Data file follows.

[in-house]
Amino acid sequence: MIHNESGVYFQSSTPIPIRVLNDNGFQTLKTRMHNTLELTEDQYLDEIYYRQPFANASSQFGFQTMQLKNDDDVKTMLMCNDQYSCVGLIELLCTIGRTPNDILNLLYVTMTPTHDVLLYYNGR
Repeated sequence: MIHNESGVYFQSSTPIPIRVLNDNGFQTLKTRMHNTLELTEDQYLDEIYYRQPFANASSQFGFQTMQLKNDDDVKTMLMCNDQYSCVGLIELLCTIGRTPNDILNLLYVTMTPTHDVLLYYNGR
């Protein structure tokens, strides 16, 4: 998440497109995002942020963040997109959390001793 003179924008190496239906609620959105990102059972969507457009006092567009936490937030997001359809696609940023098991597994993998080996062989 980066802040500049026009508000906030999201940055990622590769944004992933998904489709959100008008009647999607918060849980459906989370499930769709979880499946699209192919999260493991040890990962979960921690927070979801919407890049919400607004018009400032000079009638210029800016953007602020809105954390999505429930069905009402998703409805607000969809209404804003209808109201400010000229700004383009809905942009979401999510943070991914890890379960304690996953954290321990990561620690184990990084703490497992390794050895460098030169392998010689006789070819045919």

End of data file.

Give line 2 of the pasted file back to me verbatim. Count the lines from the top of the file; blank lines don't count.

Amino acid sequence: MIHNESGVYFQSSTPIPIRVLNDNGFQTLKTRMHNTLELTEDQYLDEIYYRQPFANASSQFGFQTMQLKNDDDVKTMLMCNDQYSCVGLIELLCTIGRTPNDILNLLYVTMTPTHDVLLYYNGR